Iredell-Statesville Schools’ summer enrichment camps expose students to construction, welding, culinary, robotics, engineering, aviation and other trades and skills. 

BY KARISSA MILLER

The sound of power tools, pounding and hammering could be heard outside the Career Academy & Technical School last week during the Iredell-Statesville Schools’ Career and Technical Education Construction Camp.

CATS Instructor Robert Waugh led a construction project that was being carried out by middle school and rising ninth-grade students.

“These are shingles. They nail four nails per shingle and they start at the bottom,” Waugh explained.

The students were installing a replacement roof that is used by CATS Fire Academy students and the Troutman Fire Department for training. The project is designed to present new opportunities to students and spur their interest in the construction industry.

Anna Deselem, a rising-seventh grader, was one of the crew members hammering shingles in and learning how to install a roof.

“I’ve liked going out of my comfort zone and doing things I wouldn’t do on a normal day,” she said.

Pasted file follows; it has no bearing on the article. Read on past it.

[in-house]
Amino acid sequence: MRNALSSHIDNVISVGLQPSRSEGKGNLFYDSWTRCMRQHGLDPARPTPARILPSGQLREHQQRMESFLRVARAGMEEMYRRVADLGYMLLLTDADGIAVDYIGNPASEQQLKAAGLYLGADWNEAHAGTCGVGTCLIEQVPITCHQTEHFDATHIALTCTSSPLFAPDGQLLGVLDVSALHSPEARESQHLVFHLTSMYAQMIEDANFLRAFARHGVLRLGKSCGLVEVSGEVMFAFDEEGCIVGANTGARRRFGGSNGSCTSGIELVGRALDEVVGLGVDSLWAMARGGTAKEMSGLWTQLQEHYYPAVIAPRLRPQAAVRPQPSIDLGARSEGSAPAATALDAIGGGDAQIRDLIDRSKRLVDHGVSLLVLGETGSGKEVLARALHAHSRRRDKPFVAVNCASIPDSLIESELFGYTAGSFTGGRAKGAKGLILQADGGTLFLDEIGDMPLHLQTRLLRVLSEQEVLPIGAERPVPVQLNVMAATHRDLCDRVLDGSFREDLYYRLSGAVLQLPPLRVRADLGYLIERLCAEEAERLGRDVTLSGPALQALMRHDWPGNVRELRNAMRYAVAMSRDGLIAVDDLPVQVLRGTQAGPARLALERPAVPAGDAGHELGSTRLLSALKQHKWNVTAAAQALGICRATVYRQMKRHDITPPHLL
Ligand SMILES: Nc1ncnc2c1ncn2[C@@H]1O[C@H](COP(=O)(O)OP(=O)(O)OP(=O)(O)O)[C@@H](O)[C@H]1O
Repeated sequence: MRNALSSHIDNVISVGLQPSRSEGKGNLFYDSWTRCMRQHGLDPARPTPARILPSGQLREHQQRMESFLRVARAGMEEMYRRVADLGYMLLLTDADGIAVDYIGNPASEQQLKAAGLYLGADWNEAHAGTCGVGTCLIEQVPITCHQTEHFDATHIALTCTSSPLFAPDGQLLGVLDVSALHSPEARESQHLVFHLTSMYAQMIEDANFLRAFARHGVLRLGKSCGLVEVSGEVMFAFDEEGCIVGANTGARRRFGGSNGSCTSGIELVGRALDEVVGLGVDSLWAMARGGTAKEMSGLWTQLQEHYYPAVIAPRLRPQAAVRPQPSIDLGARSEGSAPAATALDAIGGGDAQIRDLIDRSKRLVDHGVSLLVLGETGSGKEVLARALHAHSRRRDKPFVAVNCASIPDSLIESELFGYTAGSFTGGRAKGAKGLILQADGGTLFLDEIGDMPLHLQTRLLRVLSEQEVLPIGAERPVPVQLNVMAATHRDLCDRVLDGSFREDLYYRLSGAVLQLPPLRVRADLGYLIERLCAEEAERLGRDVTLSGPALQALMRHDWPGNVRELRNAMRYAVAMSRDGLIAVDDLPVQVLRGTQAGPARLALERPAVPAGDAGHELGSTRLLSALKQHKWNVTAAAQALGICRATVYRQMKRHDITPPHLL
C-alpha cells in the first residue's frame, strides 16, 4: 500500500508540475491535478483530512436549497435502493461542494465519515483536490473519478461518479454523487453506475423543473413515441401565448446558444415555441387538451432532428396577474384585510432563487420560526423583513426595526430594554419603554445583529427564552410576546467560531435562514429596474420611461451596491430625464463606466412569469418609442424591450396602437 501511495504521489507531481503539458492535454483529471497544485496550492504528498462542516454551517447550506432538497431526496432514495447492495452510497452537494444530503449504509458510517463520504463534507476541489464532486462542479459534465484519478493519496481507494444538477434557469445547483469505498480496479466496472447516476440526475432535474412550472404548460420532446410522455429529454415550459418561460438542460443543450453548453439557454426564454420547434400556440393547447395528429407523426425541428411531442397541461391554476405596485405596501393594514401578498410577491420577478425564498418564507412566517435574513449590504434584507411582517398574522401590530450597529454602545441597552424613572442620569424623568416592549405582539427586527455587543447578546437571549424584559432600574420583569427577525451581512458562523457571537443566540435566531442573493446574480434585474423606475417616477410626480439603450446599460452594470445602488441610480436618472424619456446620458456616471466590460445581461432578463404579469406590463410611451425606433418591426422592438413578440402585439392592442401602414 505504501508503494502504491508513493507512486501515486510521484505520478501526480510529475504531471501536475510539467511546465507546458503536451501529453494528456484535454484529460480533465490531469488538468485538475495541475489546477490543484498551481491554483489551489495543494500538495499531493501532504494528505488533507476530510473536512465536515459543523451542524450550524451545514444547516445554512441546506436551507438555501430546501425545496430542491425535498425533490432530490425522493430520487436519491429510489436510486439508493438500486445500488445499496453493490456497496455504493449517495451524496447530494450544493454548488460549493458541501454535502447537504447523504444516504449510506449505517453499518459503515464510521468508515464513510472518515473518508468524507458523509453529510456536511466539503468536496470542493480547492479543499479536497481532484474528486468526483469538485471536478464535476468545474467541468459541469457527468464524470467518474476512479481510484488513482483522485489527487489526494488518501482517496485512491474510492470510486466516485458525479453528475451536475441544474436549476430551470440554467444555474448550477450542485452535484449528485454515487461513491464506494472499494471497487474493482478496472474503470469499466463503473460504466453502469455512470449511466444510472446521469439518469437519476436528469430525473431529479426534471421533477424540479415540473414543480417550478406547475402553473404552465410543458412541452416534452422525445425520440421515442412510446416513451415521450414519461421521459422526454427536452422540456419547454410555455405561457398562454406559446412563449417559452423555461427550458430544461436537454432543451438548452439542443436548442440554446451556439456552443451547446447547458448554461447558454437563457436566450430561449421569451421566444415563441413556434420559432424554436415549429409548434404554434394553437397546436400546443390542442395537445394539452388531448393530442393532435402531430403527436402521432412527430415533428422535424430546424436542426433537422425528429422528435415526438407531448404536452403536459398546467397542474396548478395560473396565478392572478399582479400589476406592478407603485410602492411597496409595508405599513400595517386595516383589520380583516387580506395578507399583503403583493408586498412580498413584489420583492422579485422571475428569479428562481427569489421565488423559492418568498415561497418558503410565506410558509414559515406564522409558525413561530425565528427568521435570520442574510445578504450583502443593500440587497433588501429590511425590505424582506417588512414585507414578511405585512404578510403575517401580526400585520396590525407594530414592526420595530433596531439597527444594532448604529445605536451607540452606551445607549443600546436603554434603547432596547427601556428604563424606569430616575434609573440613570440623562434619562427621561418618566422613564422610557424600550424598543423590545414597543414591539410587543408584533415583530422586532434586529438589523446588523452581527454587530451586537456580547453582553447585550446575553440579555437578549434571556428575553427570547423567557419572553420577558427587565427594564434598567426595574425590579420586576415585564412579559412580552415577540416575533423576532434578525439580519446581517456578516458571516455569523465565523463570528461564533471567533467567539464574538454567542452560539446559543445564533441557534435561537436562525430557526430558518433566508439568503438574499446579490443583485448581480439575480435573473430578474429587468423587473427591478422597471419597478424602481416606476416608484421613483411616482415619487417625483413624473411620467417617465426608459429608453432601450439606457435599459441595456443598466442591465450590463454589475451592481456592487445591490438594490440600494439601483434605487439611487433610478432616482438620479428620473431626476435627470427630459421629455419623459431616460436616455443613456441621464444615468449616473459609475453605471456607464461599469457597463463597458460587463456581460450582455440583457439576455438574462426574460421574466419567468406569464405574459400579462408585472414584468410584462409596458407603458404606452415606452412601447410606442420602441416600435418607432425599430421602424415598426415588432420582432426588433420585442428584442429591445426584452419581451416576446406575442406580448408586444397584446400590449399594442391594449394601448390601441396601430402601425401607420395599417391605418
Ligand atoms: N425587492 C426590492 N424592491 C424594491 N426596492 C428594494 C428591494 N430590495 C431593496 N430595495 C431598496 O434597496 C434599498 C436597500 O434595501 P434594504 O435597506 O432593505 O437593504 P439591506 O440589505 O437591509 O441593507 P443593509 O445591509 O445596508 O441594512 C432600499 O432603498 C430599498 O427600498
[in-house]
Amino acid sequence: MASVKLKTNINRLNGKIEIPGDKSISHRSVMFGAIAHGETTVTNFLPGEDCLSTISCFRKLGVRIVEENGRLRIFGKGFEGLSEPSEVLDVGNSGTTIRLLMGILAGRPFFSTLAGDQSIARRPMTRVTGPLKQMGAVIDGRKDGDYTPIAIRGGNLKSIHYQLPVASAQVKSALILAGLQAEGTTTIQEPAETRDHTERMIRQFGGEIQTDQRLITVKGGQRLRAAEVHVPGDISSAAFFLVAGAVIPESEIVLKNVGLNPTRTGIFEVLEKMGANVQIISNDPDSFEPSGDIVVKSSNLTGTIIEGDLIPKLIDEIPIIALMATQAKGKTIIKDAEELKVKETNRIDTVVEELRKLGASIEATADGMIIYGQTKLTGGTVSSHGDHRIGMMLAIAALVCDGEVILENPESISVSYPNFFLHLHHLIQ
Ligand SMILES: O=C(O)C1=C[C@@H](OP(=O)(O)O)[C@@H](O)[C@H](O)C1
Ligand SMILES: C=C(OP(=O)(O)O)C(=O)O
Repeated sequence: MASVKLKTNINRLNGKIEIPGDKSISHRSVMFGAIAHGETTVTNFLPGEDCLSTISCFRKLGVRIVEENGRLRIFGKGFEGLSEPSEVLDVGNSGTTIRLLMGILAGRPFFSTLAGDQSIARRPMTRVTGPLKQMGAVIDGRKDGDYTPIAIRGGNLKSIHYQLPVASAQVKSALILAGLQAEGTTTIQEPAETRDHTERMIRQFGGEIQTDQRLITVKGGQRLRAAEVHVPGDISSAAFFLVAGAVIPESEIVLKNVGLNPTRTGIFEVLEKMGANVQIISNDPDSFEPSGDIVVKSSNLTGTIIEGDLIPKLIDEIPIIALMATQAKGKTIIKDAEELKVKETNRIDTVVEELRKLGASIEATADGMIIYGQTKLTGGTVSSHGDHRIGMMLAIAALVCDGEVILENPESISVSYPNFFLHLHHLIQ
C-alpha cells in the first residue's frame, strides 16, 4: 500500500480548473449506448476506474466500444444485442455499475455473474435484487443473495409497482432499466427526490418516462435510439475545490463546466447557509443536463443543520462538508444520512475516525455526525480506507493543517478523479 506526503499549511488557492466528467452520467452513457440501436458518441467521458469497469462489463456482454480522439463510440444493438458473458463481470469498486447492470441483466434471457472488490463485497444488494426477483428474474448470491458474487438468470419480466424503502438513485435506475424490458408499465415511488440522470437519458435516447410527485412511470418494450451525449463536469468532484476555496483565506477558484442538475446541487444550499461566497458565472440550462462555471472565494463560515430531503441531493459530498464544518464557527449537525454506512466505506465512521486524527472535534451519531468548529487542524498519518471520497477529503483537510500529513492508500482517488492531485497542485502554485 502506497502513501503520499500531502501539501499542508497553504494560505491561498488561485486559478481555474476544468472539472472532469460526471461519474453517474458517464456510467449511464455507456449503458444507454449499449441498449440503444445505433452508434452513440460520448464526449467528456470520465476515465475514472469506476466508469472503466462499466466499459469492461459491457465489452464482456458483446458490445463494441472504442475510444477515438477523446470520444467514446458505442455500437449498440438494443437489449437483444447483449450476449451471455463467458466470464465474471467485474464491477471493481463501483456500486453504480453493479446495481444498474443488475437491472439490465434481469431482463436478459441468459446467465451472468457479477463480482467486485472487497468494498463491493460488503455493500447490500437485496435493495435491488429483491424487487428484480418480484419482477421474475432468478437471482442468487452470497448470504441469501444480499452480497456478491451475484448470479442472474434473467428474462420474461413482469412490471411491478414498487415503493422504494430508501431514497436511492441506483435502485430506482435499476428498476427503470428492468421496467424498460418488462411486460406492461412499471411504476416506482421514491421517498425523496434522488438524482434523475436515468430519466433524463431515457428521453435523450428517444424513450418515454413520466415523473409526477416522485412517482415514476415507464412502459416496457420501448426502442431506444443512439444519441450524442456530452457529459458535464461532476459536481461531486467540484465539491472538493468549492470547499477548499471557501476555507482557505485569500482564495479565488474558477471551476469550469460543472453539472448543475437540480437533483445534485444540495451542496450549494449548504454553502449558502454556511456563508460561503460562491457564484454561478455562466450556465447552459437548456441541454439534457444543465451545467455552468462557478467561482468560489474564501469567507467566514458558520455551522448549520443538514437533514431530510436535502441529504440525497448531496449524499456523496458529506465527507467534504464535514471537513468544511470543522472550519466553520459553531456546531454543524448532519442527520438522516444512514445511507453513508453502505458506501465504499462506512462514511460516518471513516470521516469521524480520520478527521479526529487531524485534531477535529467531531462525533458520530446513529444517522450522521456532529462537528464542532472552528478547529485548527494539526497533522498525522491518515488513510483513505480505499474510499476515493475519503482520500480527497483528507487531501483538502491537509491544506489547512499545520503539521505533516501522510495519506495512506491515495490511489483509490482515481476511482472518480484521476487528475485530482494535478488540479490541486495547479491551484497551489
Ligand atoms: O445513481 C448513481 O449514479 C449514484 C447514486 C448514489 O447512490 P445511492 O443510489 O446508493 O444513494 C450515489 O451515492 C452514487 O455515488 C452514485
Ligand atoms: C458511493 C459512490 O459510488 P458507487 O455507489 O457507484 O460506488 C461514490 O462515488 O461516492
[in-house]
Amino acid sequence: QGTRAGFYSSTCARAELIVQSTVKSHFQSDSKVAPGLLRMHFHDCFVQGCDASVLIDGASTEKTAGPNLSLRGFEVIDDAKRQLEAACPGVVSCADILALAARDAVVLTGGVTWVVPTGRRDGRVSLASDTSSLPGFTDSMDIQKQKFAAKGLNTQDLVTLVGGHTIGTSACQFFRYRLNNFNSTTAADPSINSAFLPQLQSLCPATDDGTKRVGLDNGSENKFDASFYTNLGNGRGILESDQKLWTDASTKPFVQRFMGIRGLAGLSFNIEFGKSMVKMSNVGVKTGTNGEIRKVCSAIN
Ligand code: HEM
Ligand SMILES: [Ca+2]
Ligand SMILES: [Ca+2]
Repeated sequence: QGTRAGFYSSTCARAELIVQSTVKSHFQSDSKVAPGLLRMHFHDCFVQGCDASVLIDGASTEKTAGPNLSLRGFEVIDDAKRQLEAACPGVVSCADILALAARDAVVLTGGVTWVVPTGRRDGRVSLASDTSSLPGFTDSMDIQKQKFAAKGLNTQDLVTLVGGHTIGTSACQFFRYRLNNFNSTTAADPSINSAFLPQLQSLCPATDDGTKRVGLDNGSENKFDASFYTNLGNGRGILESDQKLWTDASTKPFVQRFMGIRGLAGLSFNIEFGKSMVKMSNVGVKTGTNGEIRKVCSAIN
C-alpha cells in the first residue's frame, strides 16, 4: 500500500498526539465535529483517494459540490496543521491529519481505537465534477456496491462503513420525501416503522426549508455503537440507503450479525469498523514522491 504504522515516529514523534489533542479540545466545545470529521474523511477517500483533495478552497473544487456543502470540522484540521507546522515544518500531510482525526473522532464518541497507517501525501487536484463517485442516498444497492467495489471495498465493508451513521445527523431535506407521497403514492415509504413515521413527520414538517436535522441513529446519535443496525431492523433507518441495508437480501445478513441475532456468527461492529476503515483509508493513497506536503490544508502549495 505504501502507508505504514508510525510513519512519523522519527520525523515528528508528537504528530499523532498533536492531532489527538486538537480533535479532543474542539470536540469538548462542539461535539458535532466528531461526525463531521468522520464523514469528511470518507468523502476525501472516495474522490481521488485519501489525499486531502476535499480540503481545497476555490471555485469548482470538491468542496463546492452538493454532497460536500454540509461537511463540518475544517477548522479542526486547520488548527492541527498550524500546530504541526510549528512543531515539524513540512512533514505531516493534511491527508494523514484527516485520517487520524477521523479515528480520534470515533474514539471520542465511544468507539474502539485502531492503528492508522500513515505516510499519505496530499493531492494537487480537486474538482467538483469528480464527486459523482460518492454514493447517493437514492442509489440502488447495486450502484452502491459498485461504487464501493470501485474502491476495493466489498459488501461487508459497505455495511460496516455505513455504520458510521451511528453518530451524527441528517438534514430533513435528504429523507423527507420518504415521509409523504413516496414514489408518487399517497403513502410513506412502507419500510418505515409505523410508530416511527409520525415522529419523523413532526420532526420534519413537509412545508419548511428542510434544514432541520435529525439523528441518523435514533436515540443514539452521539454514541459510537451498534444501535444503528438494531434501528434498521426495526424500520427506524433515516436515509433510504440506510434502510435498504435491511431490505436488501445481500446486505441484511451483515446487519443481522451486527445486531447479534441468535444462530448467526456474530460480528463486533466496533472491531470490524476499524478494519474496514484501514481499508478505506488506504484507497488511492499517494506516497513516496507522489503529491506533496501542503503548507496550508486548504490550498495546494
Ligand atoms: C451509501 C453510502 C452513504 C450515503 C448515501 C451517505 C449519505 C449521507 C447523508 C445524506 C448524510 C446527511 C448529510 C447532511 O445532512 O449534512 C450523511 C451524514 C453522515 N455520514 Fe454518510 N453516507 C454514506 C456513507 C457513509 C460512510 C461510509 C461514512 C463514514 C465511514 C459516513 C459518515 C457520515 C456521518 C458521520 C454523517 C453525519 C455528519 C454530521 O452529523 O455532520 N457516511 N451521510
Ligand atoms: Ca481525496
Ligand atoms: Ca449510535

Anna said that her family works in construction. She thought that the camp would be a fun way to test out a career.

“I’ve liked making stuff out of wood and I’m surprised by all the things that you can make out of wood,” she said.

Each student also made a bird house out of wood, painted it and took it home at the end of the week.

Construction Camp was just one of many CTE summer camps taking place at CATS throughout the week. Other camps focused on Welding, Acting, Culinary, Aviation and Auto Tech.

“These camps provide an opportunity for middle and high school students to explore and experience a career pathway, hobby or interest,” explained Juli Tipton, I-SS career development coordinator for middle school

One of the largest barriers to students enrolling in a technical education program is not knowing what the opportunities are. This is why the CTE Department is focused on engaging students at a young age.

“I think when students get hands-on experience using a welder or tools, it sparks their interest. It’s not the same as staring at a screen. I think for students it’s exploratory, confidence building and starting a conversation about careers. They can talk with instructors, who are experts, in that field,” Tipton said.

Most of the camps were at capacity because they try to keep a small teacher-to-student ratio in order for students to get more time with the instructors.

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